When I started researching plastic bag laws for the “Plastics Challenge” issue of our Green American, I thought I was already aware of how wasteful and polluting plastic bags really are. After all, I’ve carried my reusable organic cotton shopping bags to the grocery store for as long as I’ve been old enough to do my own cooking. Aesthetically and practically, I simply prefer a roomy tote bag with a comfy shoulder strap to a fist full of flimsy plastic handles any day, so it’s always been an easy green choice to make.
But looking into the recycling statistics for plastic bags made me think even more about all the other plastic bags in my life – the plastic bags that I sometimes place into into those smugly green organic cotton totes (frozen veggies, or bulk grains, for example). The plastics industry certainly thinks of them all the same, grouping them together in a category known as “postconsumer film,” which includes other waste like newspaper bags, food bags, pallet wrap, and plastic product wrappers.
This collapsing of the category makes it tricky to suss out a statistic on how many plastic shopping bags get recycled in this country. The EPA’s most recent figure for the bags – 1 percent being recycled – dates to 2005, with all subsequent statistics addressing recycling rates for the overall “film” category. And in 2009 (the most recent year for which we have the stats), the film category was ENORMOUS. The American Chemical Council reports that the plastics industry produces about 854 million pounds of “film” annually, with amounts increasing every year. Of this category, the EPA reports that we recycle 9 percent. Together these two statistics don’t tell a pretty story: That’s more than 770 million pounds of packaging trash that was created to be used once, temporarily, to transport something, and then dumped onto our planet. That’s insane!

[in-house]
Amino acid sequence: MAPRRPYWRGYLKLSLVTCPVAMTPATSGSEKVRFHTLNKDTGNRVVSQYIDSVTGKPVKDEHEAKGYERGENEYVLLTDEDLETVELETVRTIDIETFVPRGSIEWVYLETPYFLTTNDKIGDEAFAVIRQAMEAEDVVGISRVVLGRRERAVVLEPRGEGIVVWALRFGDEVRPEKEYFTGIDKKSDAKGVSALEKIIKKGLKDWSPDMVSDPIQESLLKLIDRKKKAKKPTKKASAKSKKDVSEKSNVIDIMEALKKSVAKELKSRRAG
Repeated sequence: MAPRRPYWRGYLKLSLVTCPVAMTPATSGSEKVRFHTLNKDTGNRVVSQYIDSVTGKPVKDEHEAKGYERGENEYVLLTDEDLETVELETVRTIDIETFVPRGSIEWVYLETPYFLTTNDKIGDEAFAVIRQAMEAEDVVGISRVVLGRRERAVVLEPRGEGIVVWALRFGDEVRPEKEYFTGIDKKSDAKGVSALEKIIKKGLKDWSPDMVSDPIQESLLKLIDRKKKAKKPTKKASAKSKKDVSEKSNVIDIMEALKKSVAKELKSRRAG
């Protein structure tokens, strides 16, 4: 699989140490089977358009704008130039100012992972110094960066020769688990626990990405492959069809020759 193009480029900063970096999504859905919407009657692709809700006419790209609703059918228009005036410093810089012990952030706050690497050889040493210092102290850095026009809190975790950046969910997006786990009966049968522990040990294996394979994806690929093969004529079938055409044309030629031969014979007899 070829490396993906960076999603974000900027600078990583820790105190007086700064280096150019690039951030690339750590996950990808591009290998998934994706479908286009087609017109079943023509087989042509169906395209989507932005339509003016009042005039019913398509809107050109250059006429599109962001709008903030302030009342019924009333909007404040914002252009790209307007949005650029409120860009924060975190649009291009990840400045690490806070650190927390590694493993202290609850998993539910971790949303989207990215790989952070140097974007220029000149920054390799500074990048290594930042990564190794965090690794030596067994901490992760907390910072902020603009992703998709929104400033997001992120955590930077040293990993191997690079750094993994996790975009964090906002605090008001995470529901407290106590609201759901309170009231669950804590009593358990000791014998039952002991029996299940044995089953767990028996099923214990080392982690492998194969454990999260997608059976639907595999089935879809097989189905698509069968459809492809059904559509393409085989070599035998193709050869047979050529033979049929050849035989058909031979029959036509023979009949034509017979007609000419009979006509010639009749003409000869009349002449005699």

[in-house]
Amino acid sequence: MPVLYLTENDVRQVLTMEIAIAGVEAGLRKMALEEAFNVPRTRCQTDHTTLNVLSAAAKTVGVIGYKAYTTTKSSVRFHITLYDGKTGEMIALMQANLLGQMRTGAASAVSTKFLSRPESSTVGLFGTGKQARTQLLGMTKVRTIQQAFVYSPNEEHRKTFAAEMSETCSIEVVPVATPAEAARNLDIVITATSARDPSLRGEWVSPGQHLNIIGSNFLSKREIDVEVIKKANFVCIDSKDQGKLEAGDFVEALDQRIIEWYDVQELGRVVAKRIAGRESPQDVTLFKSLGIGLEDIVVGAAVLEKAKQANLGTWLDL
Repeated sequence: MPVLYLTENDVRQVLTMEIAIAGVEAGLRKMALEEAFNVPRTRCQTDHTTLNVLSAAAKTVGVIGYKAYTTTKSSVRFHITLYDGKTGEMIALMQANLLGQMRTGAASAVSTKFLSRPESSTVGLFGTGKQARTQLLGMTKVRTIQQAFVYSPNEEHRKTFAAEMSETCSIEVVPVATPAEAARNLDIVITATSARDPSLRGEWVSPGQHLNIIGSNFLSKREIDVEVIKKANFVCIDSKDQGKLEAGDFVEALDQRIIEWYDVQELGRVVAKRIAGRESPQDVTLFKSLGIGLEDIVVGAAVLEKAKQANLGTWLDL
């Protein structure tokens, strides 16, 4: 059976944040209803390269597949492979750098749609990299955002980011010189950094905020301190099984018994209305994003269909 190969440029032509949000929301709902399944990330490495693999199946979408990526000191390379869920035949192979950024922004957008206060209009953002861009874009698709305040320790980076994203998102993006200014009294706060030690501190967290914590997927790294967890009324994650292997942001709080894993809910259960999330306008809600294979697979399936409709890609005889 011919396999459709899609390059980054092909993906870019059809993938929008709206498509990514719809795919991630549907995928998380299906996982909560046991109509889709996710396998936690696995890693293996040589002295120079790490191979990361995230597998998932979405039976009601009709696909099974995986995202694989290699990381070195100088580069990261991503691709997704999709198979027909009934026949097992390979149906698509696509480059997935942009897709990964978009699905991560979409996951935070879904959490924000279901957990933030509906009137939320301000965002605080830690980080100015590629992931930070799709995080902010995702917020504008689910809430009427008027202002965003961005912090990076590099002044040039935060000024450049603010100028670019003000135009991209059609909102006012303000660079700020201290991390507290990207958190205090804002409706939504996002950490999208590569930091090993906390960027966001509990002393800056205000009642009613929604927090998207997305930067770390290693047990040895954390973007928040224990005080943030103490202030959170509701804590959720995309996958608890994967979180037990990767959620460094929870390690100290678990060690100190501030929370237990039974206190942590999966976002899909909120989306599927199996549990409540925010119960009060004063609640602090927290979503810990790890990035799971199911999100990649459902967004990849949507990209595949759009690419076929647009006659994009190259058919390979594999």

The numbers make me want to take new steps to stop being part of such an insane system, and I have a couple of ideas for next steps.
For example, through reading my colleagues’ work on the Green American, I discovered that companies in our Green Business Network™ make super-light and thin bulk-purchasing bags for produce, nuts, and grains (like these, or these, or these, or these). That’s one step to take, to eliminate the plastic bags from the bulk bins.
A second step I want to take is to reduce the number of food-packaging bags I put into my shopping bags, and on that topic, I have a true confession to make: About five years ago, I decided I needed to put a check on my plastic-food-packaging habit. I told myself that with better planning, I could eliminate buying frozen fruits and vegetables in plastic bags. As a visual reminder that the plastic stays with us for a looong time, I stopped throwing away my frozen-food bags, and instead washed and folded them and stored them away.
As the bags piled up, my purchasing habits improved. I started canning more fruits and vegetables in the summer, freezing my own food in reusable containers, and just being overall more mindful of buying fresh over frozen. However, I’m still adding to the pile — just adding to it more slowly – and I’m thinking that’s not enough. I’m wondering if 2012 will be the year I go cold turkey. Can I stop my plastics pile from getting any bigger by committing to eliminate this entire category of “stupid plastic” from my life?
Help me out readers: What are your strategies for consuming less plastic when you go to the grocery store? And just as important, what should I do with my cache of “stupid plastic” bags?